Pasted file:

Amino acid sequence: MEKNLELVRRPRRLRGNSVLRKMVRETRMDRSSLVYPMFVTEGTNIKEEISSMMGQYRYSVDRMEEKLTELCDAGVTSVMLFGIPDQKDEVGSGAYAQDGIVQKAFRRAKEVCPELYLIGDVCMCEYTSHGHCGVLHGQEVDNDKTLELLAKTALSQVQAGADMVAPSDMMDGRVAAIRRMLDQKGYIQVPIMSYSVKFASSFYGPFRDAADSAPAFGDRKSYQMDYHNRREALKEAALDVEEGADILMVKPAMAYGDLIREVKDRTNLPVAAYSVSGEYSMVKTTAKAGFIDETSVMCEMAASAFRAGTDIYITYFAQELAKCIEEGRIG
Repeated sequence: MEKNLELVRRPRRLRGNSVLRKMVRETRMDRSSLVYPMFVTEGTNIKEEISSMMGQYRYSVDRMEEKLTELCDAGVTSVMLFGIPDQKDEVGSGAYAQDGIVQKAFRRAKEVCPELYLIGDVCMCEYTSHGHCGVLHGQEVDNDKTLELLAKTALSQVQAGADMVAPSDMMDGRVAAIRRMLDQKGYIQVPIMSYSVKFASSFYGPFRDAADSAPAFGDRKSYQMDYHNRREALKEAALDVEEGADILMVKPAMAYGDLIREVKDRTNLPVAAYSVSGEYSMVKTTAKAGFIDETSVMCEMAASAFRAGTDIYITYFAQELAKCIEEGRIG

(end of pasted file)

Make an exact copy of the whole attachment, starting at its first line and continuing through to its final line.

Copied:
Amino acid sequence: MEKNLELVRRPRRLRGNSVLRKMVRETRMDRSSLVYPMFVTEGTNIKEEISSMMGQYRYSVDRMEEKLTELCDAGVTSVMLFGIPDQKDEVGSGAYAQDGIVQKAFRRAKEVCPELYLIGDVCMCEYTSHGHCGVLHGQEVDNDKTLELLAKTALSQVQAGADMVAPSDMMDGRVAAIRRMLDQKGYIQVPIMSYSVKFASSFYGPFRDAADSAPAFGDRKSYQMDYHNRREALKEAALDVEEGADILMVKPAMAYGDLIREVKDRTNLPVAAYSVSGEYSMVKTTAKAGFIDETSVMCEMAASAFRAGTDIYITYFAQELAKCIEEGRIG
Repeated sequence: MEKNLELVRRPRRLRGNSVLRKMVRETRMDRSSLVYPMFVTEGTNIKEEISSMMGQYRYSVDRMEEKLTELCDAGVTSVMLFGIPDQKDEVGSGAYAQDGIVQKAFRRAKEVCPELYLIGDVCMCEYTSHGHCGVLHGQEVDNDKTLELLAKTALSQVQAGADMVAPSDMMDGRVAAIRRMLDQKGYIQVPIMSYSVKFASSFYGPFRDAADSAPAFGDRKSYQMDYHNRREALKEAALDVEEGADILMVKPAMAYGDLIREVKDRTNLPVAAYSVSGEYSMVKTTAKAGFIDETSVMCEMAASAFRAGTDIYITYFAQELAKCIEEGRIG